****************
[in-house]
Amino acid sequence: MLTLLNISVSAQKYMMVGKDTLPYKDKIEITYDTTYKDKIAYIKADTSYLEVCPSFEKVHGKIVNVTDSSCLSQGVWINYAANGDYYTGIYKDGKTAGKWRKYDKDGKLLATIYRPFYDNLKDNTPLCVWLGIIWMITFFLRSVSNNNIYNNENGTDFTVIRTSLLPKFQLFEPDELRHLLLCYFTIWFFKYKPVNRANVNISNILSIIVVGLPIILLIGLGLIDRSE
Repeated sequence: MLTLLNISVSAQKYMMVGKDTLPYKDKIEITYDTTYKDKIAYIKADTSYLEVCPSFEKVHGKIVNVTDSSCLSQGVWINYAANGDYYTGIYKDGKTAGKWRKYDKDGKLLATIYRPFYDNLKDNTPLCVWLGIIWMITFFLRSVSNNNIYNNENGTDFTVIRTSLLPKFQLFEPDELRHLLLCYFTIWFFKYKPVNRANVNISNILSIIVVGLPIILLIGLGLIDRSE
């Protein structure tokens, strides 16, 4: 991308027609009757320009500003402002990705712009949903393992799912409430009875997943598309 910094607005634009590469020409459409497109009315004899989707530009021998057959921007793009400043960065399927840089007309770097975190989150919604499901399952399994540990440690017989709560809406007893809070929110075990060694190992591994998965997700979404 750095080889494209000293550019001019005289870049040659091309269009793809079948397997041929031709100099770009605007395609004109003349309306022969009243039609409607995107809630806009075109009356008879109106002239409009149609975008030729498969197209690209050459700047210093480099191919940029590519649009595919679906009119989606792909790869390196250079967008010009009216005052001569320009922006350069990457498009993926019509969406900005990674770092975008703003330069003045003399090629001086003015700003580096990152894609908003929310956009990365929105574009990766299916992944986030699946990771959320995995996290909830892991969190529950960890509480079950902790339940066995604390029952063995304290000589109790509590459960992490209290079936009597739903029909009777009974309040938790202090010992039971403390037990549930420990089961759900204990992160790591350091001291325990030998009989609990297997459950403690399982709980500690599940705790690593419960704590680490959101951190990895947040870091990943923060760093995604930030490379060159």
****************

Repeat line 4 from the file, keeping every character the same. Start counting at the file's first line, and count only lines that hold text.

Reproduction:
């Protein structure tokens, strides 16, 4: 991308027609009757320009500003402002990705712009949903393992799912409430009875997943598309 910094607005634009590469020409459409497109009315004899989707530009021998057959921007793009400043960065399927840089007309770097975190989150919604499901399952399994540990440690017989709560809406007893809070929110075990060694190992591994998965997700979404 750095080889494209000293550019001019005289870049040659091309269009793809079948397997041929031709100099770009605007395609004109003349309306022969009243039609409607995107809630806009075109009356008879109106002239409009149609975008030729498969197209690209050459700047210093480099191919940029590519649009595919679906009119989606792909790869390196250079967008010009009216005052001569320009922006350069990457498009993926019509969406900005990674770092975008703003330069003045003399090629001086003015700003580096990152894609908003929310956009990365929105574009990766299916992944986030699946990771959320995995996290909830892991969190529950960890509480079950902790339940066995604390029952063995304290000589109790509590459960992490209290079936009597739903029909009777009974309040938790202090010992039971403390037990549930420990089961759900204990992160790591350091001291325990030998009989609990297997459950403690399982709980500690599940705790690593419960704590680490959101951190990895947040870091990943923060760093995604930030490379060159």